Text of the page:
I have friends that are dealing with health issues. I have friends who are walking through that dark valley of the shadow of death in grieving over a loved one. So many are struggling through finances, stress, anxiety, and depression.

Sometimes, life can seem overwhelming. It’s hard to look five years down the road when it’s all you can do to breathe in and breathe out and make it through the next five minutes.

The good news is that you can say with confidence, no matter what, “Whatever my problems and no matter how big and insurmountable they seem, my God is bigger. My God is able.”

Struggles are temporary. Even the worst of days only last 24 hours. God is eternal. His promises are true through all seasons and through every passing emotion.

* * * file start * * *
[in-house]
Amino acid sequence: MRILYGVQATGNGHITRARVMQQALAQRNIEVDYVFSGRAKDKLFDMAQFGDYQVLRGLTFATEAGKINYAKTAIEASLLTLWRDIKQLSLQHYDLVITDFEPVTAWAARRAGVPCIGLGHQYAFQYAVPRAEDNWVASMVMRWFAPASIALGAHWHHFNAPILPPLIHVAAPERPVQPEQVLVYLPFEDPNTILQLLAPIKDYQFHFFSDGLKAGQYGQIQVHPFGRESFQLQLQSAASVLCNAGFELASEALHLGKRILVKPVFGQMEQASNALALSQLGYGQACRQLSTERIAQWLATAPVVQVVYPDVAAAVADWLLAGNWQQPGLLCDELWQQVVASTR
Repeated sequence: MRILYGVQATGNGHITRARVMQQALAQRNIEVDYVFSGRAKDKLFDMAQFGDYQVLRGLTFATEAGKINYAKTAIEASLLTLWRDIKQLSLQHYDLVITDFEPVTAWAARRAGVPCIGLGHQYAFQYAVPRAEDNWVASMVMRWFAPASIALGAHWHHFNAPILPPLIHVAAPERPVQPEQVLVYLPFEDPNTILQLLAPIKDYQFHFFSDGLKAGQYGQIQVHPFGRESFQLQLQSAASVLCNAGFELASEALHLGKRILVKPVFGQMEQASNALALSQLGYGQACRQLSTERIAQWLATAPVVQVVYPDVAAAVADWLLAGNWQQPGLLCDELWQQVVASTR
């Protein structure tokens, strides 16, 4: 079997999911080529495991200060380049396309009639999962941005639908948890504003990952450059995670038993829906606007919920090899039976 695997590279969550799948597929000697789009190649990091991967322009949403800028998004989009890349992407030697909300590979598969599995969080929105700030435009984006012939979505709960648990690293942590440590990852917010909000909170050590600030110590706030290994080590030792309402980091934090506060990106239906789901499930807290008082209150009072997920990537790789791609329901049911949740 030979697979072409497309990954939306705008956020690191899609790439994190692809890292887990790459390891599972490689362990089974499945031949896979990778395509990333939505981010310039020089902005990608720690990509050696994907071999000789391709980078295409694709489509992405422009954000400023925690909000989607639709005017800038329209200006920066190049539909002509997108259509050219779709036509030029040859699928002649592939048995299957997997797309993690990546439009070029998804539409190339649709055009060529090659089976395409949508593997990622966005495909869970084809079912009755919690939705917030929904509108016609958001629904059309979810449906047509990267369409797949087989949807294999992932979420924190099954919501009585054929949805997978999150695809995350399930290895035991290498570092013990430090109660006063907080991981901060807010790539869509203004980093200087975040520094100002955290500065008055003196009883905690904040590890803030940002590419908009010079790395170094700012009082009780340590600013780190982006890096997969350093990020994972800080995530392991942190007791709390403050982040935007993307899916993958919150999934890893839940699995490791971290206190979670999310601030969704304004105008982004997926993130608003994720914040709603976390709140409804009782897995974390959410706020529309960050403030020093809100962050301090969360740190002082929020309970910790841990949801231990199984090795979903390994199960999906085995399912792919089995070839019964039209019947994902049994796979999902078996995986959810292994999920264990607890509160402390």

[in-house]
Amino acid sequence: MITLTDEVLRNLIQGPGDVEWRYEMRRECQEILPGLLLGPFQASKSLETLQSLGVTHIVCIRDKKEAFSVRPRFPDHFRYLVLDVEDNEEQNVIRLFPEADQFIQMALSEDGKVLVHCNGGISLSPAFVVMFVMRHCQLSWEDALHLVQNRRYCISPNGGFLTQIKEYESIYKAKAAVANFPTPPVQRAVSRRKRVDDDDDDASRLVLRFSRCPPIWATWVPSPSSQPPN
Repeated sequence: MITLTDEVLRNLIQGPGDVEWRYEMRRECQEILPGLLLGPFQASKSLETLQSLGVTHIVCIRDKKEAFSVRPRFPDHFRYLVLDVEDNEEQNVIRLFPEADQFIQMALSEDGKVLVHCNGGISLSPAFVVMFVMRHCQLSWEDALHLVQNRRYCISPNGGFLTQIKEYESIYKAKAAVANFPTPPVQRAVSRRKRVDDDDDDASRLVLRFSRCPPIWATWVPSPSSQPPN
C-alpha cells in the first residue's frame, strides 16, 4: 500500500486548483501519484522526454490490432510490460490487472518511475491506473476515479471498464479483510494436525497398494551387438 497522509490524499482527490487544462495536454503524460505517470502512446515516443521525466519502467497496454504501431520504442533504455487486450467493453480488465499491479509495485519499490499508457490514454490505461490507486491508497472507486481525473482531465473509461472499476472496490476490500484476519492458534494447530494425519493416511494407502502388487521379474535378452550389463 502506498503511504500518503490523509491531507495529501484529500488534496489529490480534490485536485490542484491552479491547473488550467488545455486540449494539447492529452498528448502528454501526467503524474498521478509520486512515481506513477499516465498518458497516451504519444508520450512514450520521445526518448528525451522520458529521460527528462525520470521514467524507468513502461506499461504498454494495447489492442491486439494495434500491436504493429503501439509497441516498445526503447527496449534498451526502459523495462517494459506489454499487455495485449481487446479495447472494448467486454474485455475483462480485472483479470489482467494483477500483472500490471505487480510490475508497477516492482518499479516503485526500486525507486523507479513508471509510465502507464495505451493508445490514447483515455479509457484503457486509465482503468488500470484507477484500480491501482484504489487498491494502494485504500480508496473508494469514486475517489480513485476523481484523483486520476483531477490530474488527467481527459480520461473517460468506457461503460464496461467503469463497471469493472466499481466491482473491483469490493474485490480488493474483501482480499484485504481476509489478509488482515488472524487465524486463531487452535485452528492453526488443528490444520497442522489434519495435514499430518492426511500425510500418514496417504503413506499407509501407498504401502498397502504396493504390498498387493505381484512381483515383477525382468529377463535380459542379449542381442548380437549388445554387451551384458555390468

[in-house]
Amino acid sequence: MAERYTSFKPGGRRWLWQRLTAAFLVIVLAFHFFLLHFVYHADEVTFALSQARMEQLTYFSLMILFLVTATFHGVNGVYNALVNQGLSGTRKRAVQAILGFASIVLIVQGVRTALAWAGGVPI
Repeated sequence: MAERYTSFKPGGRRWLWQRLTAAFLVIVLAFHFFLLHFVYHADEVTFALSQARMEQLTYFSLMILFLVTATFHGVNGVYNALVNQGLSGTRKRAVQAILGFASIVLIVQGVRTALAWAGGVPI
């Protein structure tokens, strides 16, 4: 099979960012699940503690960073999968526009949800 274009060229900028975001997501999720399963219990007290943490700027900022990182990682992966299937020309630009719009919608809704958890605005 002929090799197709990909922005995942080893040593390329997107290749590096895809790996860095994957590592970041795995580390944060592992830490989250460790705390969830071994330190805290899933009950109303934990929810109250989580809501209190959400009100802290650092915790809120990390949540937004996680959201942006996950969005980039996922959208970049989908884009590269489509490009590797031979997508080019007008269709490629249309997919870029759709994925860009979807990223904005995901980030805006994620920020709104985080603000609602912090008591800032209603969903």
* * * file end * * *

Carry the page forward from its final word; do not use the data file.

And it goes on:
Sitting in the doctor’s office facing the worst possible scenario is scary, but God’s perfect love still casts out all fear. The God who brought you this far in your journey will be faithful to get you through even the darkest and most terrifying circumstances.

Even in those moments, there is nothing that God can’t redeem and turn into something good and glorious. Not even death, for to live is Christ and to die is gain. It’s a win-win.

The Apostle Paul walked through every kind of trial and suffering both from within and without, yet was able to pen some of the most hopeful words ever written not because of a great big faith in God but because of faith in a great big God: